The following excerpt was
written by Peter Sarrit for The Game Report in 1997.
provided for up to six players, but I’ll focus on the two player
game since that’s what we played. Each player is dealt a stack
of fourteen cards which he must not examine. This alone proved to be
difficult as picking up our hands had become a reflex!
“ Don’t look at your cards” became our mantra.
As in cribbage, a card is cut to add to the crib. This card is placed in the center of a 5x5 grid. Starting with the dealer’s opponent, each player looks at his top card and either tosses it into the crib (if he hasn’t already done so twice this hand), or plays it on any vacant space in the grid. One player is trying to build the best possible hands in each column, while the other tries to do the same with the rows.
When all cards have been played, each five card hand is scored and the dealer adds the crib to his total. The player with the higher total scores the difference between the totals, with the game going to the first player to reach 31.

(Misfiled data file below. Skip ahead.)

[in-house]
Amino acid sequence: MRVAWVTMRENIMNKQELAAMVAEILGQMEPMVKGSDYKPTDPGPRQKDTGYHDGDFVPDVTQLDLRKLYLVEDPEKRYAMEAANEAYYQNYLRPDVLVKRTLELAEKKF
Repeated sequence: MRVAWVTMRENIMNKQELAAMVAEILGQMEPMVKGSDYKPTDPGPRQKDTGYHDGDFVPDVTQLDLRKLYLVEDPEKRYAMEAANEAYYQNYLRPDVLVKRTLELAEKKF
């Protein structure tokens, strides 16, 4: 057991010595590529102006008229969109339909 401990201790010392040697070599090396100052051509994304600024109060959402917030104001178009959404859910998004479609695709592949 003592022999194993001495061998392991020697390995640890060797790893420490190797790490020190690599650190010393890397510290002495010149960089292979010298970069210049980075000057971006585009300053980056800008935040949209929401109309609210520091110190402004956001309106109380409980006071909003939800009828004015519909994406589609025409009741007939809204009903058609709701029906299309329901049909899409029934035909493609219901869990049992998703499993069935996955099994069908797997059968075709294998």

Cribbage had become a mechanical affair for us, both in choosing which cards to toss into the crib and which cards to play when. We went through the motions, with a rare play sparking some actual thought. CrossCribb put a whole new spin on things. With pegging removed, you concentrate on building the best hands and stopping your opponent from doing the same.
The balance between offensive and defensive card play is devilish. If my opponent has already created a row with 4-5-5-6, playing an 8 into it is a no-brainer. But what if I draw a queen? Do I give him 4 points, or do I risk him drawing a 4, 5 or 6? Tough call– especially since I could place the queen in one of the columns with a 5, scoring points for myself. And if the queen’s the same suit as one of the fives, it becomes an even tougher choice.
You only need four cards of the same suit for a flush, which adds a frustrating component to defensive play. You want to break up the forming double run, but the card you just drew would give a flush instead. Play it anyway, or hope your opponent doesn’t draw what he needs and you get a better stopper next time?
The board provides a convenient 5x5 grid to play onto, the scorepads are nicely designed to eliminate the need for a cribbage board, and a deck of cards is included. I’ll say this: the components are all of good quality– this isn’t a back-room DTP production.
By the time Dave left we’d both become CrossCribb converts, and I’d become a bit richer, as usual.
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